MPEG LA auto response about MPEG 4 issues and QT

Discussion in 'Mac Apps and Mac App Store' started by nerveosu, Feb 21, 2002.

  1. nerveosu macrumors member

    Sep 17, 2001
    <--- here is MPEG LA's autoreponder --->

    Thanks for your thoughtful input. We appreciate your taking the time to share your views with us and we welcome your feedback. The license agreement is still in the process of being worked out. Your views are important to us and will be taken into consideration.

    Our goal, like yours, is to promote the widest possible use of the MPEG-4 Visual standard, and we are sensitive to the need to structure a reasonable license that is consistent with marketplace conditions. We certainly understand that the success of a licensing program relies on the success of the underlying technology. Our business is to make it possible for new technologies (like MPEG-4 Visual) to enter the marketplace by making the essential intellectual property rights accessible to everyone on fair, reasonable, nondiscriminatory terms under a single license. If there were no MPEG LA®, the essential patent rights would still have to be dealt with, but instead of having the opportunity to deal with one company for a single license that includes those rights, users' only option would be to deal with each patent holder individually. Our efforts aim to provide the marketplace with ready access to MPEG-4 Visual essential patents owned by 18 different companies (soon there will be more, but our goal is to include as many essential patents as possible in one license; therefore, royalty rates will not increase during the term of the agreement even as new patent owners and more patents are included).

    MPEG LA continues to work with the patent owners to assure that the license is responsive. Everything is in a state of constant review. If something isn't right, every effort is made to fix it. We also note that there are many different views to be considered. Because of MPEG LA's role, you have the opportunity to discuss your concerns with us, and we in turn can communicate them to the patent owners. Please keep in mind that, because of the difficulties involved in bringing many different patent owners across the world to a common agreement, it may take several months to complete the details of the MPEG-4 Visual licensing agreement. There will be much discussion before all of this is sorted out, and changes may be expected.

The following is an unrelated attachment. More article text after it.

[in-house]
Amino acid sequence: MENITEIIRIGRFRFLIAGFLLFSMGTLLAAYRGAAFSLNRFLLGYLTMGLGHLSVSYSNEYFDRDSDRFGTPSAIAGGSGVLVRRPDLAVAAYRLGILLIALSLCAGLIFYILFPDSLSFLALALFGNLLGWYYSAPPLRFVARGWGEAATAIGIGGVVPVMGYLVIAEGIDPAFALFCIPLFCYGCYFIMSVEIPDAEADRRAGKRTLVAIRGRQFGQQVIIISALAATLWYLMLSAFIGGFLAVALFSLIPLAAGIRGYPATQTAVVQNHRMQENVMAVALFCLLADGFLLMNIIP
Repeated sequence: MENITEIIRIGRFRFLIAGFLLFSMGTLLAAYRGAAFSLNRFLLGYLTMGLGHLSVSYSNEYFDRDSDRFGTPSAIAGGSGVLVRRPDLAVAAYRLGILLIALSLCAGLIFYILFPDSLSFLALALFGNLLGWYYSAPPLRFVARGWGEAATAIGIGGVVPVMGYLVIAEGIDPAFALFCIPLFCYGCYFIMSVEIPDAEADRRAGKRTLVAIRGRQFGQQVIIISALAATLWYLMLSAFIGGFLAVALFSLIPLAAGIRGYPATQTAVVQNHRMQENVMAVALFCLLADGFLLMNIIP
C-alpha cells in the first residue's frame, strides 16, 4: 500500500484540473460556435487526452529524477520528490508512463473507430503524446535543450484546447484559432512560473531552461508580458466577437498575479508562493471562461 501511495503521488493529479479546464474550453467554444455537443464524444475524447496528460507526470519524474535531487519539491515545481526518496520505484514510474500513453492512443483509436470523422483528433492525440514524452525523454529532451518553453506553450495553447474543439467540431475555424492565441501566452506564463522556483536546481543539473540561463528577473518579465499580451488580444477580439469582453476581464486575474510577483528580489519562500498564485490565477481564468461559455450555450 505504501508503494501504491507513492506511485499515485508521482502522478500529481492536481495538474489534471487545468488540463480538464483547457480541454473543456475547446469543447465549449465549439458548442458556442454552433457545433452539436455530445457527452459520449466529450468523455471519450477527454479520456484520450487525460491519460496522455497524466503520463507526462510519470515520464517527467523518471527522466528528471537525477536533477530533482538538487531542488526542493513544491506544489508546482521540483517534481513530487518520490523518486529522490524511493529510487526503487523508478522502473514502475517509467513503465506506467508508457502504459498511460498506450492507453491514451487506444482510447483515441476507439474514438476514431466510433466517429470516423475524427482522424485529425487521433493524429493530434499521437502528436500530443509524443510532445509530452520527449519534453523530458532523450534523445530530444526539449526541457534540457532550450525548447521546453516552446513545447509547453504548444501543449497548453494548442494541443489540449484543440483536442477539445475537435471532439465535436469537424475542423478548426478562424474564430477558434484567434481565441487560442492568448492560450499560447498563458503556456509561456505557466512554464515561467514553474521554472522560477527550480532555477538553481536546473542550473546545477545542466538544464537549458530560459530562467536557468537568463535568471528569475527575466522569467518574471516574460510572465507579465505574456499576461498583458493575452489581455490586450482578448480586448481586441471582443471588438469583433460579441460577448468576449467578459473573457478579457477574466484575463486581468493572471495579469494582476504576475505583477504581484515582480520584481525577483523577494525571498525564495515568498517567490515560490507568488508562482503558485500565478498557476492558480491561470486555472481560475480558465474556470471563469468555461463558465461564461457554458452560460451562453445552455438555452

Thanks again for your contribution to this process and will keep you informed.

    Best regards,

    xxxx xxxx

    -----Original Message-----
    From: xxxxx
    Sent: Thursday, February 21, 2002 8:59 AM
    To: Marina Bosi

    Hello xxxx,

    I am a web broadcaster currently streaming Windows Media as my format of choice. I use Windows Media for three main reasons... compression ratio, consumer availability, and cost. It makes really small files, everyone has the player, and the encoding and server software is free.

    I wish to move my radio station away from proprietary codecs to a professional standard codec like MPEG 4. Web developers look to adopt standards that will make there content available to the widest audience... and mpeg 4 can do that. Also, MPEG 4 has the opportunity to become the next "hip" codec, making it bigger than mp3. This is all possible if MPEG 4 is free for broadcasters and listeners. I don't see how MPEG 4 can become popular under its current licensing policy. Trends are set by grassroots efforts, and no one at that level will be willing/able to pay the fees you are asking for.

    I hope it all works out for both sides.

  2. nerveosu thread starter macrumors member

    Sep 17, 2001

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